December 9, 2015; Chicago Tribune
Last April, the Art Institute of Chicago received the largest gift of art in its history—44 pieces from the private collection of Chicago philanthropists Stefan Edlis and Gael Neeson. The collection, which is valued at $400 million, will open in an exhibit at the museum called The New Contemporary on December 13th and includes Warhol’s Liz #3, Jasper Johns’ Target, and Cy Twombly’s Untitled (Bolsena). (An interesting analysis of ten key pieces and descriptions by the museum’s curator James Rondeau can be found here.)
Edlis, 90, moved to the United States from Austria when he was a teenager, right before the Nazis closed off escape routes from Europe. He made his fortune through Apollo Plastics, which he founded with a partner in 1965 after years of working odd jobs, training as a toolmaker and serving in the Navy. He began his interest in art by taking a drawing class in the 1960s, in part “to see naked girls,” and his first acquisition was a plastic sculpture by Frank Gallo.
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While Edlis has only an eighth-grade formal education, his passion for and knowledge of the work is vast. As artist Eric Fischl says in the collection’s catalog, Edlis “has the personality of an artist—intuitive, temperamental, willful, driven, and until he takes you there, you have no idea where he is going.”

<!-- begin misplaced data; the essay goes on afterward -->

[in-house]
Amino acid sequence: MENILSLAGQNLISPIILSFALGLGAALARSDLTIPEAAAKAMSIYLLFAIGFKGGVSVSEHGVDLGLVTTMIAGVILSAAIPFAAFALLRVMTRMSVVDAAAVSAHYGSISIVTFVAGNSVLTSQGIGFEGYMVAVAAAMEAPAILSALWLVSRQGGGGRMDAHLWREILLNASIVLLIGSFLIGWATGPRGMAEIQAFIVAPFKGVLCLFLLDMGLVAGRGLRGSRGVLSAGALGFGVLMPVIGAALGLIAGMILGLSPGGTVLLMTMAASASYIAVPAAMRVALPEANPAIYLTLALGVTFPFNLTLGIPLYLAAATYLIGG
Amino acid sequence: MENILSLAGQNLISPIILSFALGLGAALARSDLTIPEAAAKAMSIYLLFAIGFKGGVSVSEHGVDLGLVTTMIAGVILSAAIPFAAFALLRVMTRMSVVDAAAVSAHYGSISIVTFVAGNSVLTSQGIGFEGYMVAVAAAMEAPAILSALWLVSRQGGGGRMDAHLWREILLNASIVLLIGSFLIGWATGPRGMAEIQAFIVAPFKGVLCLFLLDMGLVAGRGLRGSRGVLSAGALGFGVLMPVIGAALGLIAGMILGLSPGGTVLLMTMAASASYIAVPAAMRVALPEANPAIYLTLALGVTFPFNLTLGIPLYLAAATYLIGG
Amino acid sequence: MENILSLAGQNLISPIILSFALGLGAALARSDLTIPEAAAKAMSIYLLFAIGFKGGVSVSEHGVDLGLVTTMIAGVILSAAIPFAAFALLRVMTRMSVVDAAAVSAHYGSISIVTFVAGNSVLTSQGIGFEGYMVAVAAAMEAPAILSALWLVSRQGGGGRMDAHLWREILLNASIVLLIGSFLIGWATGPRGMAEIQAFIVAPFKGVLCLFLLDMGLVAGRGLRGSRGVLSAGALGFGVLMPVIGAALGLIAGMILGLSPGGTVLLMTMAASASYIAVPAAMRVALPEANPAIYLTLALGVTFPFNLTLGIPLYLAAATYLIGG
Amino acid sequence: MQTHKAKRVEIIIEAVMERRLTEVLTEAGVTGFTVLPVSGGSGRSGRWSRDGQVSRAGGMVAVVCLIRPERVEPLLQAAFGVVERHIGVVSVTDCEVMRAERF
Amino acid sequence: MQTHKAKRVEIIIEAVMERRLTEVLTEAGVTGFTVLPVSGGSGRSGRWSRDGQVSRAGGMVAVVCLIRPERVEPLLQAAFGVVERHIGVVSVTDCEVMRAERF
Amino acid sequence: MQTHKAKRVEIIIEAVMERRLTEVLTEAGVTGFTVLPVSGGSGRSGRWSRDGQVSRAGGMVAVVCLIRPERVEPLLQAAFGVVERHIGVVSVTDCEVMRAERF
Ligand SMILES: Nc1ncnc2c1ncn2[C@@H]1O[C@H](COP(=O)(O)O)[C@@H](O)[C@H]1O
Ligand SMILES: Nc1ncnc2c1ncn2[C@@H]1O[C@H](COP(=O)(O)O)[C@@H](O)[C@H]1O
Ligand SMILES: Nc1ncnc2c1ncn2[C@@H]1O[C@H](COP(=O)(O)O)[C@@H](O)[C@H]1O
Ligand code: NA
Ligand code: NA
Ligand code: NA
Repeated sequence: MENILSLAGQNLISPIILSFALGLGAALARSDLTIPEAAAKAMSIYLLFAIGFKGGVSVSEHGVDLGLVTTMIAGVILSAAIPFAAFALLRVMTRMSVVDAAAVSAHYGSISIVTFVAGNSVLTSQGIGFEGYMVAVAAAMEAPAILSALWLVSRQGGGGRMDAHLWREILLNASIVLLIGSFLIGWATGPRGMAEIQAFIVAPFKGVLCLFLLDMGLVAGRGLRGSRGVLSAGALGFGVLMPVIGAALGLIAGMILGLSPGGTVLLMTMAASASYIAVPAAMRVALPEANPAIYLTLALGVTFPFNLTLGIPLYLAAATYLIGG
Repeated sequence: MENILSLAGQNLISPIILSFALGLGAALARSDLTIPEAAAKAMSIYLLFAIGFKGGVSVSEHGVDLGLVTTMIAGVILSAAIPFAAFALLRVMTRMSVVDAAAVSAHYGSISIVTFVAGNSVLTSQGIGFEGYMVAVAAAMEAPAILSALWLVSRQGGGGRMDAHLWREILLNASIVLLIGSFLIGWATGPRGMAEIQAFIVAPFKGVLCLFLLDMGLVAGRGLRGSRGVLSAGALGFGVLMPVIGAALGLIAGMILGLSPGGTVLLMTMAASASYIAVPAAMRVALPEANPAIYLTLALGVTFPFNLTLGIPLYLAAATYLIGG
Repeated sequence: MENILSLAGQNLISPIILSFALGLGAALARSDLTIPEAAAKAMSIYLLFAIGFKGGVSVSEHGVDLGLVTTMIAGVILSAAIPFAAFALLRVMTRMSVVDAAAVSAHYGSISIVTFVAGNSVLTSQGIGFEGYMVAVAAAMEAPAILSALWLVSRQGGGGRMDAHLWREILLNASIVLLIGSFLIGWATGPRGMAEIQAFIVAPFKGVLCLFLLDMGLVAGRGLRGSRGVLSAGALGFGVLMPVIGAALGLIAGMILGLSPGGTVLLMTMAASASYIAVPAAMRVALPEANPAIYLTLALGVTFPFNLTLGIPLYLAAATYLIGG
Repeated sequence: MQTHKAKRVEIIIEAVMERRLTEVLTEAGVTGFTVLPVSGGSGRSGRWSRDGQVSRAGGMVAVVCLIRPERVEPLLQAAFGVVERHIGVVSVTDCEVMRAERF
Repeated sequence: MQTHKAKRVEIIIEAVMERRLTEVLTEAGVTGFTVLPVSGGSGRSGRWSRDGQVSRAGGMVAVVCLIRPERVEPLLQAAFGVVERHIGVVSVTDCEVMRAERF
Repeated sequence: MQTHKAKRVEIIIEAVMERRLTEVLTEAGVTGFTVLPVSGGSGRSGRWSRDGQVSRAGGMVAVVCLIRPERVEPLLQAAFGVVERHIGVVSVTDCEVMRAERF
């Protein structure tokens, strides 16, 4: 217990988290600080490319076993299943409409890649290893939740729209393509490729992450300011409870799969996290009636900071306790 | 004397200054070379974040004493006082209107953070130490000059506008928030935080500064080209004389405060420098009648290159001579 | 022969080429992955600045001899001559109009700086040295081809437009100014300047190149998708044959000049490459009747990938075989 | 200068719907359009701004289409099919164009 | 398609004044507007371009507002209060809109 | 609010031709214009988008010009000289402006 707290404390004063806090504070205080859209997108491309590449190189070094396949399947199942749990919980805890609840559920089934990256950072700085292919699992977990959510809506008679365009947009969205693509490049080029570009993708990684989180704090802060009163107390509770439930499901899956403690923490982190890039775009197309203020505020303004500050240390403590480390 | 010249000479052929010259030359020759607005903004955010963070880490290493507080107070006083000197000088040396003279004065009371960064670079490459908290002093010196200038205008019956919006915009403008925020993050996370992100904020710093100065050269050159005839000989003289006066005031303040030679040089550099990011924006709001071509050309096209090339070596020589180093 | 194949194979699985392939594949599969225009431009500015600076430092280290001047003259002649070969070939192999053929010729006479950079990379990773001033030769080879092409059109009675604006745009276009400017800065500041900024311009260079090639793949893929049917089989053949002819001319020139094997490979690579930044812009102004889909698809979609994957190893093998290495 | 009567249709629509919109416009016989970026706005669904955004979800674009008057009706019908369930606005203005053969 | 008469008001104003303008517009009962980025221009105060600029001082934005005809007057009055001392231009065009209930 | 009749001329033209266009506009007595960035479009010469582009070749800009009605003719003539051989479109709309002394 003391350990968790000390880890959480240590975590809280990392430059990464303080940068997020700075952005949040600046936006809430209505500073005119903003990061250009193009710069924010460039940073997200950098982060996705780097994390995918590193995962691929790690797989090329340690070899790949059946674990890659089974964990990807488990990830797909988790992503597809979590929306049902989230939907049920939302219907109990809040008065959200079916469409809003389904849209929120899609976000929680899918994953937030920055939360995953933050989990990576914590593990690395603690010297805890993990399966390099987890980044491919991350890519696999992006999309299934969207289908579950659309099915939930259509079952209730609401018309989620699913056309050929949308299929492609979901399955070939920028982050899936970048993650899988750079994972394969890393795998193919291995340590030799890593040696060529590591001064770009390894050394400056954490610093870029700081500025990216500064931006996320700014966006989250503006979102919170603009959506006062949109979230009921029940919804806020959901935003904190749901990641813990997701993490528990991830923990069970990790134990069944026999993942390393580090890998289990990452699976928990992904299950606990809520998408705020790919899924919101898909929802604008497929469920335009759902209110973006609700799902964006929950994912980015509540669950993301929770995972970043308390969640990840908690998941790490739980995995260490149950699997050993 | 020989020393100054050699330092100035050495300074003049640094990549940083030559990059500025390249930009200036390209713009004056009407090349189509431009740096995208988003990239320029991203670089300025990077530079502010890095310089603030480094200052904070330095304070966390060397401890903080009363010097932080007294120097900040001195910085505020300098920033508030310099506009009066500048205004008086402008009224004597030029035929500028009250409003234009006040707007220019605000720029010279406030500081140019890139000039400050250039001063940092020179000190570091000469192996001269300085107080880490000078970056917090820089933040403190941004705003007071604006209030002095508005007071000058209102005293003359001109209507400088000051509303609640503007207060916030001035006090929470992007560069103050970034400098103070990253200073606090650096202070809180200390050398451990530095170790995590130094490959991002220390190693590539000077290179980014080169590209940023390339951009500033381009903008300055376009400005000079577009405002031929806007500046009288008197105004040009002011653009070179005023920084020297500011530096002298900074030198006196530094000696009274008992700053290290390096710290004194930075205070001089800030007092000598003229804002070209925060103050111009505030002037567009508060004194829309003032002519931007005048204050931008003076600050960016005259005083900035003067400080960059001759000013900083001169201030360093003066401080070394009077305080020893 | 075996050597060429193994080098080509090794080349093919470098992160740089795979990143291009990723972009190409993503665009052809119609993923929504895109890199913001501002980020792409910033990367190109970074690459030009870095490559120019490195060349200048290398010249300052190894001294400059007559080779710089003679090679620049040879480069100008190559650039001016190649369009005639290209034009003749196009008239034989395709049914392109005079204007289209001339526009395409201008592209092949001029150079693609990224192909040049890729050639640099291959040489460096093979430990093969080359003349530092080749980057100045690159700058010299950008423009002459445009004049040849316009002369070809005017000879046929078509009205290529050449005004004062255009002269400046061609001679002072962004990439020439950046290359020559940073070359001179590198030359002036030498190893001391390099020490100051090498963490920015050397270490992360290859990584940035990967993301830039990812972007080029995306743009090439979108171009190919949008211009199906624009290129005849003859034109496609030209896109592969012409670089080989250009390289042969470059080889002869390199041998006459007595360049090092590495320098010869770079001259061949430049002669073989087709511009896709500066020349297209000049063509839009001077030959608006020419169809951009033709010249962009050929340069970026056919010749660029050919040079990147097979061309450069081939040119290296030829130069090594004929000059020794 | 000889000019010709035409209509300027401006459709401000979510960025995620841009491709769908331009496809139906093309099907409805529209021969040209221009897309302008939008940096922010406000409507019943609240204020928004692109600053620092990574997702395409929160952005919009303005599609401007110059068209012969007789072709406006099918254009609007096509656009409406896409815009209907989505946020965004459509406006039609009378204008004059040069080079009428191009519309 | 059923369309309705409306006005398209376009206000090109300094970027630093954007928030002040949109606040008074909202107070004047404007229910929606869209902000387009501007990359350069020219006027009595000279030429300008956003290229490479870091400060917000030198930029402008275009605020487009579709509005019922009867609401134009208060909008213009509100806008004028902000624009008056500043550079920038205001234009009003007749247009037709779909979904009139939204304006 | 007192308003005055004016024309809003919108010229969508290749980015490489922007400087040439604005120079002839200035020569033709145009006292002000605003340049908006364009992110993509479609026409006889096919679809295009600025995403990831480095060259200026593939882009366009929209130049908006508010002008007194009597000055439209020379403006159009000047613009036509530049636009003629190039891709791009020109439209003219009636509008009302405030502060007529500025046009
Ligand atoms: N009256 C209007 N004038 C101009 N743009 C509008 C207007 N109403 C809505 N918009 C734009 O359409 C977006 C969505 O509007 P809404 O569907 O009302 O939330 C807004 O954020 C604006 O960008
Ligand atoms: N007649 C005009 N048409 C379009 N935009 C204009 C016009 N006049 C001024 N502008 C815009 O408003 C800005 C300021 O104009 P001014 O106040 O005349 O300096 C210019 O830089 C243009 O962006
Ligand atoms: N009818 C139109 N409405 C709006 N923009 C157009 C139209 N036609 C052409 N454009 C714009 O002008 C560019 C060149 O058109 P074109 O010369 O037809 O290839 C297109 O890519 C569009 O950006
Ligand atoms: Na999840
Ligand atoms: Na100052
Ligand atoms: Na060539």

One thing Edlis and his wife did not want was for the work to be stored in a warehouse after being exhibited for a brief period. What was particularly attractive about the offer from the Art Institute was the museum’s promise to display the collection together for the next 25 years and then keep them on exhibit in its galleries for 25 years after that. As Edlis put it, “That’s how they caught me here…to have it out on view is essential.”
Commenting on the collection after the deal was reached, Robert Levy, chairman of the Art Institute’s board, said, “It’s a powerful statement to have a collection of this international stature staying here in Chicago. It’s unbelievably exciting for the Art Institute, for the City of Chicago, for the entire art community of Chicago. It’s all good.”—Patricia Schaefer